From statues, monuments and street signs, Brussels wants to give Belgium's colonial past a special, dedicated space in the city – possibly in Cinquantenaire Park – to reunite the relics in one place.
Today, the colonial past of Belgium is visible in various ways on streets, sites and buildings. However, many cities – including Brussels – do not have a united attitude on how to deal with the glorification of colonial pasts.
This week, Regional State Secretary Pascal Smet presented a 14-point action plan for the decolonisation of the Belgian capital's public space.
"An expert committee of academics and people from the diaspora made a report of recommendations to the government. We have now turned that into an action plan with all kinds of initiatives," Smet said.
Specifically, the 14-point plan states that the authorities will raise awareness, look into changing certain street names and do a number of feasibility studies to look into creating a centre for decolonisation, as well as a memorial for the victims of colonisation, he said.
"We will also look into if we should create an area, in the Cinquantenaire Park for example, where we place the statues related to the decolonisation after they have been removed from the streets," Smet added.
All this, he said, should be realised during a timeframe of two years. Additionally, to make sure that the authorities are also walking the walk, someone will be hired specifically to follow up on all actions and make sure that all parties – ranging from Brussels Mobility to the municipal councils – are effectively doing their job. Based on that, an annual report to take stock of the situation will also be published.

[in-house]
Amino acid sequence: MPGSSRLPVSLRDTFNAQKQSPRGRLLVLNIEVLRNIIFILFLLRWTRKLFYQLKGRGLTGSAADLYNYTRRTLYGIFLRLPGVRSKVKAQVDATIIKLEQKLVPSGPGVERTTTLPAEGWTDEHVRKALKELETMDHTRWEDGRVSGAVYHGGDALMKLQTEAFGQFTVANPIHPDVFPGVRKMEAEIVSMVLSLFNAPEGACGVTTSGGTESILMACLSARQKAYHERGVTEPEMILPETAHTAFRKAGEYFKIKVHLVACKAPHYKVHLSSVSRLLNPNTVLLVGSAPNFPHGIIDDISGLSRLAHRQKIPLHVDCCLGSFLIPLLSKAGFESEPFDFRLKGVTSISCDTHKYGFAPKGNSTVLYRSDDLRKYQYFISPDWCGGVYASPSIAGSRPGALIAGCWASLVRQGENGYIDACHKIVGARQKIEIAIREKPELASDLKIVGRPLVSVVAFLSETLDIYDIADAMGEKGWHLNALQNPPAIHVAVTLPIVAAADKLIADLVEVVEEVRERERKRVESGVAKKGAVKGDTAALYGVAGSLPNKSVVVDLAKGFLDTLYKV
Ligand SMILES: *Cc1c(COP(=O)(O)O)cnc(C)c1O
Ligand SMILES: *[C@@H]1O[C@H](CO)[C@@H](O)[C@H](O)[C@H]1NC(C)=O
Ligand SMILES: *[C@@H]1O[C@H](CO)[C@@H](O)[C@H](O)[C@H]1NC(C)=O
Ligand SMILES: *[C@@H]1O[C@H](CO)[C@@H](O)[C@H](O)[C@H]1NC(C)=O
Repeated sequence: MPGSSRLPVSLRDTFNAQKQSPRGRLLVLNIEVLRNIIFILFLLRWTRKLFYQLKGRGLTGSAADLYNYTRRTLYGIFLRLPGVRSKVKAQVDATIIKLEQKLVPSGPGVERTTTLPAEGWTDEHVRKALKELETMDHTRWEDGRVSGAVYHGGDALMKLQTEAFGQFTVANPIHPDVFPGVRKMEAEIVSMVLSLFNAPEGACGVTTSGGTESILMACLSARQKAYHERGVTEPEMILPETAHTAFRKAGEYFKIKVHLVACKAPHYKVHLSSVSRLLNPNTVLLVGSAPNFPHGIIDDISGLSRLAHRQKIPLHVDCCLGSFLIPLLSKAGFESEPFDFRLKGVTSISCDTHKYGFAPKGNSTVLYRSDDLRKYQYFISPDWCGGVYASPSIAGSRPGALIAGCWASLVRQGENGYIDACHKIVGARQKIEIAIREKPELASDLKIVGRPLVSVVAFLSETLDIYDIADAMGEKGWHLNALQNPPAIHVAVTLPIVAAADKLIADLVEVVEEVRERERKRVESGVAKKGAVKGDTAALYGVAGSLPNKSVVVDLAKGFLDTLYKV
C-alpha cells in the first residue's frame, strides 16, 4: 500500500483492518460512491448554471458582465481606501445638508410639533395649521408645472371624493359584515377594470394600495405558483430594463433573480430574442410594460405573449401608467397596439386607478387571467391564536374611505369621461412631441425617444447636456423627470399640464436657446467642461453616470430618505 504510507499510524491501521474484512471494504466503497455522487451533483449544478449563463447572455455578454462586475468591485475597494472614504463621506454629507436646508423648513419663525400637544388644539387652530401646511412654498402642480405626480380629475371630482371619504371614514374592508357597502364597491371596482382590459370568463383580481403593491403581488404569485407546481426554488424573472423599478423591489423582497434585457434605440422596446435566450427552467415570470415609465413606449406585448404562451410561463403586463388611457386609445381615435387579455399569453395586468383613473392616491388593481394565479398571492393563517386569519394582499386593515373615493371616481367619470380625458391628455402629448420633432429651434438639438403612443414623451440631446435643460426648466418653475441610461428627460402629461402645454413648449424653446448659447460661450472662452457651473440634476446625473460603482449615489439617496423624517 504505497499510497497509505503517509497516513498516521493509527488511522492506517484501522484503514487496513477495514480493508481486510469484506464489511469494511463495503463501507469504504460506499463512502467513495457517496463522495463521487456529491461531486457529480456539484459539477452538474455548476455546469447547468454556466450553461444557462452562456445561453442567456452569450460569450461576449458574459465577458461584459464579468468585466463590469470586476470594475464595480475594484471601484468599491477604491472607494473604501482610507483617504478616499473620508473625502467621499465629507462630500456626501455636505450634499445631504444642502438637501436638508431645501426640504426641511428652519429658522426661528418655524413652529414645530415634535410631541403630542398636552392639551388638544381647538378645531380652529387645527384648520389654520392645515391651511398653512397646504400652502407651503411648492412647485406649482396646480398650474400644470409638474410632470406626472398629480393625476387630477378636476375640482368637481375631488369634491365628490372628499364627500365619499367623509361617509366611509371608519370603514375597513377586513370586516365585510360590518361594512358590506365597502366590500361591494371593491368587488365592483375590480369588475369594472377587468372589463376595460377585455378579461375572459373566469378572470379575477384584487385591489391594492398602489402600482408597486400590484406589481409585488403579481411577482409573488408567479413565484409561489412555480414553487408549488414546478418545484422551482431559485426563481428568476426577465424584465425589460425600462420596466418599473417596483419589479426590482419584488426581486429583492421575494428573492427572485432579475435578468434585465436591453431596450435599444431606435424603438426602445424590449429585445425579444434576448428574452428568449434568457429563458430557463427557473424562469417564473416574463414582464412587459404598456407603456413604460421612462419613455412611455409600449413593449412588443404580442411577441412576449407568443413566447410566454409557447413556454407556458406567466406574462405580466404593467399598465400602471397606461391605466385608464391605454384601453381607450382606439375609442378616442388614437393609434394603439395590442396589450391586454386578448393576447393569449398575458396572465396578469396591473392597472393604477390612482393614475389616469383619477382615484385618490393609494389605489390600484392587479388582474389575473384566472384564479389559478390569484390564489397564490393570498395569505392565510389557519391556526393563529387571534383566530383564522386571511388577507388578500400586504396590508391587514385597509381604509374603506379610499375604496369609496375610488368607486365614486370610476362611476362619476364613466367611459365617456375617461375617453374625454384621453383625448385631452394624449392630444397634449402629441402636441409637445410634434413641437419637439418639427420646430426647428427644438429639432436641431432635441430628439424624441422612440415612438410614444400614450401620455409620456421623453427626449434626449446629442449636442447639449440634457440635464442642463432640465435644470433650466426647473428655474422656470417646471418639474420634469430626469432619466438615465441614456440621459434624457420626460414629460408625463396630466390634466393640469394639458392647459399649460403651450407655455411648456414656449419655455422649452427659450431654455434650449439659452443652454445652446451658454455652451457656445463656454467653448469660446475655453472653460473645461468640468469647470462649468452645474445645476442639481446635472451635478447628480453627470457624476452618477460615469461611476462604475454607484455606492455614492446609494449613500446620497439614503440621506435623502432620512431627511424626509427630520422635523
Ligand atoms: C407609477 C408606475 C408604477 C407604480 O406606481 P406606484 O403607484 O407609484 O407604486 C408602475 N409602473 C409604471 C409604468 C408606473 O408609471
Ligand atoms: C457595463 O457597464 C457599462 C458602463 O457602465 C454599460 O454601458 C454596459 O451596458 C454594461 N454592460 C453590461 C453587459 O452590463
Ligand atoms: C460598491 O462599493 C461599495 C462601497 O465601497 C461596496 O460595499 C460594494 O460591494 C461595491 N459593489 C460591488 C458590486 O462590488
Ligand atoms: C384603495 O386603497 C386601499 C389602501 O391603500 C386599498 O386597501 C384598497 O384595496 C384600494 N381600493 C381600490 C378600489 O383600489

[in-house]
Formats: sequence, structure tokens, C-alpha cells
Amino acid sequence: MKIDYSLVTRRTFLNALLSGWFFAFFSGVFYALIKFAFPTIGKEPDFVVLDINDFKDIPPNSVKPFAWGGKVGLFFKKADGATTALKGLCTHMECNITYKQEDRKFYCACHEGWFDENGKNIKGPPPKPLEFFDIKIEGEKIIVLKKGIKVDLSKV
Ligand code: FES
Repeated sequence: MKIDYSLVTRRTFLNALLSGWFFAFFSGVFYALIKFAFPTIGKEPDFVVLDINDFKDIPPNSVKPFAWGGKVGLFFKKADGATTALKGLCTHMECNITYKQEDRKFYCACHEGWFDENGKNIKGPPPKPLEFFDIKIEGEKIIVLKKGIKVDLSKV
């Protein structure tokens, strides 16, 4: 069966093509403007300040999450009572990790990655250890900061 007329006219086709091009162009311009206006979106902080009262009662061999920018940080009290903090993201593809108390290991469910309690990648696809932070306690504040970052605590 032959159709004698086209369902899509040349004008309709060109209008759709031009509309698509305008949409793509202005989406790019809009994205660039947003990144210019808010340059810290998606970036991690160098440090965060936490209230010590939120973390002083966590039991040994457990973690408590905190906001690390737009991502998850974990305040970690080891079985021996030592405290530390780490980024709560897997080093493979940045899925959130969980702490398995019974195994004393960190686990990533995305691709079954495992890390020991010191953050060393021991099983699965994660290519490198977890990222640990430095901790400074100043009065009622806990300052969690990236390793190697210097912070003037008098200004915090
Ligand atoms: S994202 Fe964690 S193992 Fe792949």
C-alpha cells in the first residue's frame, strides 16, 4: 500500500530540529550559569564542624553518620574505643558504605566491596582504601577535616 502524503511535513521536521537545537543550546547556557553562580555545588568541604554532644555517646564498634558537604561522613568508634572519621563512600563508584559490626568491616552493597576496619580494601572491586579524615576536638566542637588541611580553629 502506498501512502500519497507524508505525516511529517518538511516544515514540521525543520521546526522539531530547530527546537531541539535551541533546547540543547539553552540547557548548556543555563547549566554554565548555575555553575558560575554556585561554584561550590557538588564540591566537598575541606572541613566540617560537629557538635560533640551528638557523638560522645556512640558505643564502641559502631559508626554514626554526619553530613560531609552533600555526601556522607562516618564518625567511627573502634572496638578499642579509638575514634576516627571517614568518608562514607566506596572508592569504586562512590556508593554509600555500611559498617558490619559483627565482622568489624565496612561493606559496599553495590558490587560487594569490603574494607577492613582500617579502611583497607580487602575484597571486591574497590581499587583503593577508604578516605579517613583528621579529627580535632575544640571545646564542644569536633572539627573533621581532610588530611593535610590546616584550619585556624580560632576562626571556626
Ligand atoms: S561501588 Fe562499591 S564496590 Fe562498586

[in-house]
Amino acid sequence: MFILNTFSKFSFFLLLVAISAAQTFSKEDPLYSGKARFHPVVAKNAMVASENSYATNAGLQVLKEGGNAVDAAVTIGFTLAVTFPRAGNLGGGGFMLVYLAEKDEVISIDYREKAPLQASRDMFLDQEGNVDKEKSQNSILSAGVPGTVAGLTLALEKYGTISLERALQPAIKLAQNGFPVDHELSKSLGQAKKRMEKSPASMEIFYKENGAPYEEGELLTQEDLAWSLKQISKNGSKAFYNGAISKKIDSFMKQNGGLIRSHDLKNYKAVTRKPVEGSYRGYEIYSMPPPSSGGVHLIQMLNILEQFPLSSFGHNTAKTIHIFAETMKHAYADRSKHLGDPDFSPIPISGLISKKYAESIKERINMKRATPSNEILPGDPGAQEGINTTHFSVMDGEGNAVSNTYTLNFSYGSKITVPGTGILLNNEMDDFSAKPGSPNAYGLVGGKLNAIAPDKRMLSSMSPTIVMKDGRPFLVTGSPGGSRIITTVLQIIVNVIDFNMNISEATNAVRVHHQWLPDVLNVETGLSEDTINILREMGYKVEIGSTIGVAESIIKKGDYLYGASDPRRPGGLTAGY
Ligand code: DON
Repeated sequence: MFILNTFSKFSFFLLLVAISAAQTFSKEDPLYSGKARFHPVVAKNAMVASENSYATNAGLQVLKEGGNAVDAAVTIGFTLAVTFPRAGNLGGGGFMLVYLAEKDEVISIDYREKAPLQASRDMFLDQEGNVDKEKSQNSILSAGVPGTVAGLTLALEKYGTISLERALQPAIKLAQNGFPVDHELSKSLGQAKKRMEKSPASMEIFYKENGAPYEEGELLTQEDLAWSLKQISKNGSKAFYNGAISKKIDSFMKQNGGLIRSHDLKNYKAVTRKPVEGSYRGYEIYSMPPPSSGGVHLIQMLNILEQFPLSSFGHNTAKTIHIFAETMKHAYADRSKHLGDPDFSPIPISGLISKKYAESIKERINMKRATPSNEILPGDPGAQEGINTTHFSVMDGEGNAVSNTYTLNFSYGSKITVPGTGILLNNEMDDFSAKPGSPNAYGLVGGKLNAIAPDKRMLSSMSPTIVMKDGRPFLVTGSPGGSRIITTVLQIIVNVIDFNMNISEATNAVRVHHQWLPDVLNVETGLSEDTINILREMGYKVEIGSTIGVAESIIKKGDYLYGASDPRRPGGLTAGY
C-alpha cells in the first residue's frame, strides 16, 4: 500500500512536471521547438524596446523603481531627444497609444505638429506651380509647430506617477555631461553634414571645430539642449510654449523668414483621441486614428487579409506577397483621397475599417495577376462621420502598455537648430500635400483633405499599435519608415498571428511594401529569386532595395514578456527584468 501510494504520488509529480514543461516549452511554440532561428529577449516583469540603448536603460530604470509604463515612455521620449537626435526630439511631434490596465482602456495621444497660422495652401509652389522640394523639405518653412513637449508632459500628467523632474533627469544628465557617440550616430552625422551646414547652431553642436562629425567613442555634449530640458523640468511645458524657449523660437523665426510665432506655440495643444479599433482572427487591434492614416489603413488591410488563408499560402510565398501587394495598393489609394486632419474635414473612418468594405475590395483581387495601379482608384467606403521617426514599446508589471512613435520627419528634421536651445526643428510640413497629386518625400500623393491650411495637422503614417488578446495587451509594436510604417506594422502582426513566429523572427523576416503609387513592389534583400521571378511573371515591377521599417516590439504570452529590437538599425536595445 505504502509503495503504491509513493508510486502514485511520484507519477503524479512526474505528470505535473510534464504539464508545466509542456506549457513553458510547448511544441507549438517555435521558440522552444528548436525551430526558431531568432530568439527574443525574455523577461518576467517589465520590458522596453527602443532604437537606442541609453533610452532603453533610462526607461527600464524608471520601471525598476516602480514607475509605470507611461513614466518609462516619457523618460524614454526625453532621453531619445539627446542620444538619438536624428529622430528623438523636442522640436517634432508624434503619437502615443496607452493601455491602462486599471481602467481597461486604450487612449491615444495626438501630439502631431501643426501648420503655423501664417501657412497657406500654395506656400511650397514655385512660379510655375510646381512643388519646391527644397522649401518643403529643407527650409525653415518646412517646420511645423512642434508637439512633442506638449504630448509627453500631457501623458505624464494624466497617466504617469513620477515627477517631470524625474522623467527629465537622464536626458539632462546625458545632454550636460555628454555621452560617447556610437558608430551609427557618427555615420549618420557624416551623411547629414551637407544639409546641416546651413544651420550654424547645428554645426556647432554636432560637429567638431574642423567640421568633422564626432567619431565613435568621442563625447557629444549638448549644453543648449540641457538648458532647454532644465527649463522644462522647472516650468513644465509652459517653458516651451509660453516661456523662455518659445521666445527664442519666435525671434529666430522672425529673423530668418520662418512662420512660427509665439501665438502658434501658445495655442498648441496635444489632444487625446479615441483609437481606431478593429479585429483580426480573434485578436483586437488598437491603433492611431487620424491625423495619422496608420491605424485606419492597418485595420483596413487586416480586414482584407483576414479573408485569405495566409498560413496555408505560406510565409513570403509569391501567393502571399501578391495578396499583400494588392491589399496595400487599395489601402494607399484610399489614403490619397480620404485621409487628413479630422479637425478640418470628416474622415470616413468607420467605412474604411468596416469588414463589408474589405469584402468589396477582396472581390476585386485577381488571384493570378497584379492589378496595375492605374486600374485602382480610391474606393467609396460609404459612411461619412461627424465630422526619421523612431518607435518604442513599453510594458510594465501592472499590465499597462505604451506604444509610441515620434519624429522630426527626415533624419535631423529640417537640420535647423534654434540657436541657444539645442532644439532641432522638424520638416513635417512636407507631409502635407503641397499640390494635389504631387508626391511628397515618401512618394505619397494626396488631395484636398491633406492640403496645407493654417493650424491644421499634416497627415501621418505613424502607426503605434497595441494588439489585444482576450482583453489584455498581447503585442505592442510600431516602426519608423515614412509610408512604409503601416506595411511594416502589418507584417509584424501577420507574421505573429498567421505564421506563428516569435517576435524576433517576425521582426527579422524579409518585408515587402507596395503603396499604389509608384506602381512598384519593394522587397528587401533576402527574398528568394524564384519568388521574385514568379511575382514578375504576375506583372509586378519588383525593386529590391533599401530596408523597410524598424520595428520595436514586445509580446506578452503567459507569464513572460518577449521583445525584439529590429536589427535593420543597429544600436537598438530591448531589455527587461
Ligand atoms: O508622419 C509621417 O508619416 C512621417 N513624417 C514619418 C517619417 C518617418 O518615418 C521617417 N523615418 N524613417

One of the important points will be developing a methodology around permit applications for colonial traces such as statues, he stressed. "Something like this is needed, especially after the official report Ixelles received last year because the municipality had removed the bust of Emile Storms (one of the most notorious figures in Belgian colonial history) without following urban planning procedures."
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The expert group that made the recommendations was founded at the end of 2020 – two and a half years ago now – in the wake of the worldwide Black Lives Matter protests, which sparked the social debate about colonial traces in public space.
Notably, a decision about the future of controversial statues still has to be made: will they be given context, or will they be placed in a depot? "Statues will certainly disappear," said Smet. "But first, the dialogue with academics, citizens and those involved must continue."
The depot will "also accommodate (large) colonial statues and other commemorative monuments that have been removed from public space,” the action plan reads. "Such a place is not just a logistical infrastructure, but a symbolic public place and one of the components that will mark the postcolonial transformation of the urban monument landscape."